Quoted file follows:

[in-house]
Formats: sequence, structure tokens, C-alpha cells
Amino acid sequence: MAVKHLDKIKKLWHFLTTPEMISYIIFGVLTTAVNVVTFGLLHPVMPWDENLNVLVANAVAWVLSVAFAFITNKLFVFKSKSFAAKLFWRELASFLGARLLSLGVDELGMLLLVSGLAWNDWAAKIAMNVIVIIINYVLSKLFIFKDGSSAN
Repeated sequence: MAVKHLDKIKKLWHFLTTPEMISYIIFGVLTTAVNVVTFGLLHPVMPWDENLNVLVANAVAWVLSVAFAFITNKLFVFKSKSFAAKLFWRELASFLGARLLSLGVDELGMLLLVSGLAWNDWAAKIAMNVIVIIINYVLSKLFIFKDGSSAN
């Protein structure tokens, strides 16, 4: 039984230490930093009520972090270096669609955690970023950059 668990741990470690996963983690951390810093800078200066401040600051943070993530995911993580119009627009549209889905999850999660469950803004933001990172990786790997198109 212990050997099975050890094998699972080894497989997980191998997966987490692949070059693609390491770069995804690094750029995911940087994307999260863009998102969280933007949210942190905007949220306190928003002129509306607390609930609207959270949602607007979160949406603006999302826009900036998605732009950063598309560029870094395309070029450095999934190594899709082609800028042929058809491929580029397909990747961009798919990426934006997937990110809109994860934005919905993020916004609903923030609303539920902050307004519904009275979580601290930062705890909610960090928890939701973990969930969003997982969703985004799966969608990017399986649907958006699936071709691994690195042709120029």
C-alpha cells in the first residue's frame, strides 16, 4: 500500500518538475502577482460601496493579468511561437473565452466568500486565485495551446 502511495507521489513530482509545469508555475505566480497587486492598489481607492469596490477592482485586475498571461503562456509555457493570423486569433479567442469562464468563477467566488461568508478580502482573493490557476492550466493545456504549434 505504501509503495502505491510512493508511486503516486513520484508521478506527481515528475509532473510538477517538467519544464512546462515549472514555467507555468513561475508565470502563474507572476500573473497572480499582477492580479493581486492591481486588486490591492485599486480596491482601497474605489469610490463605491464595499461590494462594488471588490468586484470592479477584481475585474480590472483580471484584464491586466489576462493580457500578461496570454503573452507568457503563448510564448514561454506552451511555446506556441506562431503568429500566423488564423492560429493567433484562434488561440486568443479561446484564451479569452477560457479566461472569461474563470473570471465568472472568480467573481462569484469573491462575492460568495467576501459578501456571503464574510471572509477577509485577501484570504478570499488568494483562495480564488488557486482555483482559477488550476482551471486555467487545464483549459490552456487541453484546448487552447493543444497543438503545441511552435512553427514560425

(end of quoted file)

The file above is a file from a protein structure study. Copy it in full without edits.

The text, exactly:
[in-house]
Formats: sequence, structure tokens, C-alpha cells
Amino acid sequence: MAVKHLDKIKKLWHFLTTPEMISYIIFGVLTTAVNVVTFGLLHPVMPWDENLNVLVANAVAWVLSVAFAFITNKLFVFKSKSFAAKLFWRELASFLGARLLSLGVDELGMLLLVSGLAWNDWAAKIAMNVIVIIINYVLSKLFIFKDGSSAN
Repeated sequence: MAVKHLDKIKKLWHFLTTPEMISYIIFGVLTTAVNVVTFGLLHPVMPWDENLNVLVANAVAWVLSVAFAFITNKLFVFKSKSFAAKLFWRELASFLGARLLSLGVDELGMLLLVSGLAWNDWAAKIAMNVIVIIINYVLSKLFIFKDGSSAN
């Protein structure tokens, strides 16, 4: 039984230490930093009520972090270096669609955690970023950059 668990741990470690996963983690951390810093800078200066401040600051943070993530995911993580119009627009549209889905999850999660469950803004933001990172990786790997198109 212990050997099975050890094998699972080894497989997980191998997966987490692949070059693609390491770069995804690094750029995911940087994307999260863009998102969280933007949210942190905007949220306190928003002129509306607390609930609207959270949602607007979160949406603006999302826009900036998605732009950063598309560029870094395309070029450095999934190594899709082609800028042929058809491929580029397909990747961009798919990426934006997937990110809109994860934005919905993020916004609903923030609303539920902050307004519904009275979580601290930062705890909610960090928890939701973990969930969003997982969703985004799966969608990017399986649907958006699936071709691994690195042709120029």
C-alpha cells in the first residue's frame, strides 16, 4: 500500500518538475502577482460601496493579468511561437473565452466568500486565485495551446 502511495507521489513530482509545469508555475505566480497587486492598489481607492469596490477592482485586475498571461503562456509555457493570423486569433479567442469562464468563477467566488461568508478580502482573493490557476492550466493545456504549434 505504501509503495502505491510512493508511486503516486513520484508521478506527481515528475509532473510538477517538467519544464512546462515549472514555467507555468513561475508565470502563474507572476500573473497572480499582477492580479493581486492591481486588486490591492485599486480596491482601497474605489469610490463605491464595499461590494462594488471588490468586484470592479477584481475585474480590472483580471484584464491586466489576462493580457500578461496570454503573452507568457503563448510564448514561454506552451511555446506556441506562431503568429500566423488564423492560429493567433484562434488561440486568443479561446484564451479569452477560457479566461472569461474563470473570471465568472472568480467573481462569484469573491462575492460568495467576501459578501456571503464574510471572509477577509485577501484570504478570499488568494483562495480564488488557486482555483482559477488550476482551471486555467487545464483549459490552456487541453484546448487552447493543444497543438503545441511552435512553427514560425